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North Carolina Shoplifting Laws

Sometimes retail therapy is a great way to relieve stress and to have some fun. However, if you choose to indulge in retail therapy without actually purchasing the goods, then you can ultimately pay the price when you are charged with shoplifting.

As a form of theft, shoplifting is criminalized under a state's theft or larceny laws. North Carolina uses the term larceny and categorizes those crimes according to the value of the property taken; the determining value amount is $1,000. For example, if a person takes a $500 purse from a department store, then the crime is classified as a Class 1 misdemeanor because the value is less than $1,000. If a person takes a pair of $1,200 shoes, however, the charge is a Class H felony because the shoes cost more than $1,000.

North Carolina Shoplifting Laws at a Glance

The chart below provides a summary of statutes related to North Carolina's shoplifting laws, including links to important code sections.


  • North Carolina General Statutes 14-72(a) (Larceny of property)
  • North Carolina General Statutes 14-72.1 (Concealment of merchandise)
  • North Carolina General Statutes 14-8.6 (Organized retail theft)


Because North Carolina uses a complex sentencing formula, the actual penalties depend on specific circumstances such as criminal history.

Larceny of Property (Misdemeanor):

  • If the property involved exceeds $1,000, then the offense is classified as a Class H felony, punishable by 4-8 months incarceration.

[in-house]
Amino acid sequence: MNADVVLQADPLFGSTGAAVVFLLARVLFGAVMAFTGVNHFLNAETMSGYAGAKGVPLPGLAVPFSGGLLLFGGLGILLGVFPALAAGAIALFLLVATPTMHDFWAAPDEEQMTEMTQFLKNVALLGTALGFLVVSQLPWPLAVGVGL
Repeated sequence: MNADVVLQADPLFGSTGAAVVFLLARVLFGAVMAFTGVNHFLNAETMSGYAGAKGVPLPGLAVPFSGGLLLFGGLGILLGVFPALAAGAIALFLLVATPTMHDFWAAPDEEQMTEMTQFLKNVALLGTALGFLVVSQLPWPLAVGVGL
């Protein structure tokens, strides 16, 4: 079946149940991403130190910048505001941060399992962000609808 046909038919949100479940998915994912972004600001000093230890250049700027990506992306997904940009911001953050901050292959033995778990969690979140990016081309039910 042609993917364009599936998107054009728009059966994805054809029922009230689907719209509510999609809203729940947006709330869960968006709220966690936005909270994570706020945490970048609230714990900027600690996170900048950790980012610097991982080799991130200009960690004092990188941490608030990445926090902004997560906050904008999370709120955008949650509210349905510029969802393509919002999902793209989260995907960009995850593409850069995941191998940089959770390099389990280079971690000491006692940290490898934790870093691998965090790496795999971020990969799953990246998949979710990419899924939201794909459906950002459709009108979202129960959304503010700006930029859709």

• If the property is valued at $1,000 or less, then the offense is a Class 1 misdemeanor, punishable by 1-45 days incarceration.

Concealment of merchandise: any individual who willfully conceals the non-purchased merchandise of any store, while still on the premises.


  • First conviction: Class 3 misdemeanor; in lieu of imprisonment, 24 hours of community service may be performed.
  • Second conviction: Class 2 misdemeanor, punishable by probation, community service, or both.
  • Third conviction: Class 1 misdemeanor, punishable by at least 11 days incarceration or other sentence determined by the judge.

Organized Retail Theft: any person that commits the following:

  • Conspires with another to commit theft of property from retail establishments with a value exceeding $1,500 aggregated over a 90-day period;
  • With the intent to sell the property for profit; and
  • Who takes/causes that retail property to be placed in the control of retail property fence or other person in exchange for consideration; or
  • Receives or possesses any retail property that has been taken or stolen in violation of subdivision or having reasonable grounds to believe that property is stolen.

Any interest that has been acquired is subject to forfeiture.

Possible Defenses

  • Lack of intent
  • Mistake of fact

Related Offense

  • Removal of shopping cart from shopping premises: North Carolina General Statutes 14-72.3

Note: State laws are always subject to change through the passage of new legislation, rulings in the higher courts (including federal decisions), ballot initiatives, and other means. While we strive to provide the most current information available, please consult an attorney or conduct your own legal research to verify the state law(s) you are researching.

North Carolina Shoplifting Laws: Related Resources

Charged with Shoplifting? Contact a Defense Attorney

Shoplifting appears to be a benign crime, but a shoplifting conviction can negatively affect your life. Even if you're not facing felony charges, you're still at risk of losing your good name and reputation. You can try to minimize the damage by contacting a North Carolina attorney who knows how to mount a solid defense.

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